“Nowher so bisy a man as he ther nas,” we read of one of Chaucer’s pilgrims, “And yet he semed bisier than he was.” And yet? The logic of these lines seems more than a little mischievous. Nowhere could there be found a man as busy as this, and yet this man seemed busier than he was. If both of those statements are strictly true, most men are not as busy as they seem, and diligence is largely a matter of (...)
     
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  31. Just and Unjust Military Intervention: European Thinkers From Vitoria to Mill.Stefano Recchia & Jennifer M. Welsh (eds.) - 2013 - Cambridge University Press.
    Classical arguments about the legitimate use of force have profoundly shaped the norms and institutions of contemporary international society. But what specific lessons can we learn from the classical European philosophers and jurists when thinking about humanitarian intervention, preventive self-defense or international trusteeship today? The contributors to this volume take seriously the admonition of contextualist scholars not to uproot classical thinkers' arguments from their social, political and intellectual environment. Nevertheless, this collection demonstrates that contemporary students, scholars and policymakers can still (...)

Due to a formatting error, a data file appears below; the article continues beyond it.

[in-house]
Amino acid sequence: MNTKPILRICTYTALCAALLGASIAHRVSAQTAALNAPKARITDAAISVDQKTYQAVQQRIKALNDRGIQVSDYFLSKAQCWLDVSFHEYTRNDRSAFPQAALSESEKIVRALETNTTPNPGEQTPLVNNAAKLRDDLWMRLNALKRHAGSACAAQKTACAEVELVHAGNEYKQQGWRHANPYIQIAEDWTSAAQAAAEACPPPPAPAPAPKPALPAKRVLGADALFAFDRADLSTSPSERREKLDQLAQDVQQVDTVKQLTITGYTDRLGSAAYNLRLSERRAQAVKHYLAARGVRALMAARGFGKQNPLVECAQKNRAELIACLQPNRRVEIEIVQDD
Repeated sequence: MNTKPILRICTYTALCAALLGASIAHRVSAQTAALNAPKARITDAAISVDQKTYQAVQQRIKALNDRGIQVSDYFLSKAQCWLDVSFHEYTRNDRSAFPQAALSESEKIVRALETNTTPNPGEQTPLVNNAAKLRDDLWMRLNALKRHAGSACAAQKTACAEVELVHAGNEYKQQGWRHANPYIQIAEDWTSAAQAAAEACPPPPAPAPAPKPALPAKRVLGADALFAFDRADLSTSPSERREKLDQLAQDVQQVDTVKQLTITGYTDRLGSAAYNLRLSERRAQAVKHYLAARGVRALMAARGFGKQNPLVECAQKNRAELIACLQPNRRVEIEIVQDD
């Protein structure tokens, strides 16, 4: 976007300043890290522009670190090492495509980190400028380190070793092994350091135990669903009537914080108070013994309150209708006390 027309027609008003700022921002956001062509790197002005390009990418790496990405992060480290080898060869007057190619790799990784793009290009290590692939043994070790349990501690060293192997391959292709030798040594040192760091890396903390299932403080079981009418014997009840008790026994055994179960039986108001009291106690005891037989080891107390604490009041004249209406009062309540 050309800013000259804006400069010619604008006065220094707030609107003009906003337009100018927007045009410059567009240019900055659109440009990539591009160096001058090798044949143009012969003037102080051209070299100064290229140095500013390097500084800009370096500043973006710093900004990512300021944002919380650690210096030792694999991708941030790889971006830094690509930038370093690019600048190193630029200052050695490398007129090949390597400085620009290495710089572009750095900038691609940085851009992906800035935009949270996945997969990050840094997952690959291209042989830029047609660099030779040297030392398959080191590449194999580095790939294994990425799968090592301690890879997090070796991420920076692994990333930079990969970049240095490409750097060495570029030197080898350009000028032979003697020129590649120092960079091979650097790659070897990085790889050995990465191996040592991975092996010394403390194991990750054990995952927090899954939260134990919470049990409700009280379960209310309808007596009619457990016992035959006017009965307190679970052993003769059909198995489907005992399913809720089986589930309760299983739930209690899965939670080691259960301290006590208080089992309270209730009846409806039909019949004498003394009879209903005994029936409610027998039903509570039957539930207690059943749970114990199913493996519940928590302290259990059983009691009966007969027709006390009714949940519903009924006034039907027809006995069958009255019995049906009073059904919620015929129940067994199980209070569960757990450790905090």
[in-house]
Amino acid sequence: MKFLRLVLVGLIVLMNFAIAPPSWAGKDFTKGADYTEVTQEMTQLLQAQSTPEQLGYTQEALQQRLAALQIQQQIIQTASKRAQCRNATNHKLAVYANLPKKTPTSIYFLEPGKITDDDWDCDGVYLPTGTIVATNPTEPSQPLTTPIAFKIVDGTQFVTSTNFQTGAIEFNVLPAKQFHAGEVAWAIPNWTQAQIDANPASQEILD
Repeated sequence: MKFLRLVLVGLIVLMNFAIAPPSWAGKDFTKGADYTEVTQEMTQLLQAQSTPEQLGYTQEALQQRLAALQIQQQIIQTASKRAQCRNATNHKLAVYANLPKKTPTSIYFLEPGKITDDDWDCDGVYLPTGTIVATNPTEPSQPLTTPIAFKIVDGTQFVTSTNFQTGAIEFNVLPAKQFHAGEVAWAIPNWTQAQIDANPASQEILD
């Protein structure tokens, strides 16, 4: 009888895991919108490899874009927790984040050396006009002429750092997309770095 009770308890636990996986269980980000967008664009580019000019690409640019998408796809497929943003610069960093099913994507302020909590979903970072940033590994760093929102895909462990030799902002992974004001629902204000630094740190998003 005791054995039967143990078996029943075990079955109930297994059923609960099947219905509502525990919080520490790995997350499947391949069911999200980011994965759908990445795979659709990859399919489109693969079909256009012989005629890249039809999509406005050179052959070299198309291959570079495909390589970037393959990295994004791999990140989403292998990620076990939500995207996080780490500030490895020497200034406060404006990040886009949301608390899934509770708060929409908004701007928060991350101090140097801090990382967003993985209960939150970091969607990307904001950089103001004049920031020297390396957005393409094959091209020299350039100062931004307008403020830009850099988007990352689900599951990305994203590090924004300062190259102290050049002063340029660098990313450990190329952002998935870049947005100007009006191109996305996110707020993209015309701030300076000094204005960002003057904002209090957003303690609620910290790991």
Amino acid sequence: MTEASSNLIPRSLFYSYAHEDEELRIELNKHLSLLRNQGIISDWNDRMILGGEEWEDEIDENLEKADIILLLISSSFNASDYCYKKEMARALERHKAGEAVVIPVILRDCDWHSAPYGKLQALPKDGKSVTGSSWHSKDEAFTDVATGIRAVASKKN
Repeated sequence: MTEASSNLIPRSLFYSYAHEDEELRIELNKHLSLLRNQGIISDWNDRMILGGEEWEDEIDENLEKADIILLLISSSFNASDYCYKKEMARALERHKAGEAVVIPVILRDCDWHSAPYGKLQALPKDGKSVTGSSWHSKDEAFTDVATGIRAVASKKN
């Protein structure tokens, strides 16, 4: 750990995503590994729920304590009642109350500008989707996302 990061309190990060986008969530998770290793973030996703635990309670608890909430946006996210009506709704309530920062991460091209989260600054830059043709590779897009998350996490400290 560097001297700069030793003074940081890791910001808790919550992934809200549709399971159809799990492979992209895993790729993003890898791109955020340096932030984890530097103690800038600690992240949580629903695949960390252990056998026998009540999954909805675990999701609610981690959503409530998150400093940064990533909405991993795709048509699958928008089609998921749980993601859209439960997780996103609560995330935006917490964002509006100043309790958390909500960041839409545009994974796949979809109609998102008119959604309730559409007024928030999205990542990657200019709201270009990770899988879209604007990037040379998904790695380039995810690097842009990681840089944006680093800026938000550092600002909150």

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  32.  24
    Many Healths: Nietzsche and Phenomenologies of Illness.Talia Welsh - 2016 - Frontiers of Philosophy in China 3 (11):338-357.
    This paper considers phenomenological descriptions of health in Gadamer, Heidegger, Merleau-Ponty, and Svenaeus. In these phenomenologies of health, health is understood as a tacit, background state that permits not only normal functioning but also philosophical reflection. Nietzsche’s model of health as a state of intensity that is intimately connected to illness and suffering is then offered as a rejoinder. Nietzsche’s model includes a more complex view of suffering and pain as integrally tied to health, and its language opens up the (...)
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  33.  4
    The Use of History of Mechanics in Teaching Motion and Force Units.Hayati Seker & Laura C. Welsh - 2006 - Science & Education 15 (1):55-89.
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  34.  20
    Philosophy as Self-Transformation: Shusterman's Somaesthetics and Dependent Bodies.Talia Welsh - 2014 - Journal of Speculative Philosophy 28 (4):489-504.
    Part of Nietzsche’s blistering attack against Western morality is the argument that it stems from a lack of self-control that the weak have. Since the moralist cannot control and direct his own sexuality, he creates a “universal” set of moral values to be imposed externally on everyone. Despite the enchanting diversity of life, moralists prefer drab worlds of absolutes to help bolster their weak-willed selves: “Let us finally consider how naïve it is altogether to say: ‘Man ought to be such (...)
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  35.  68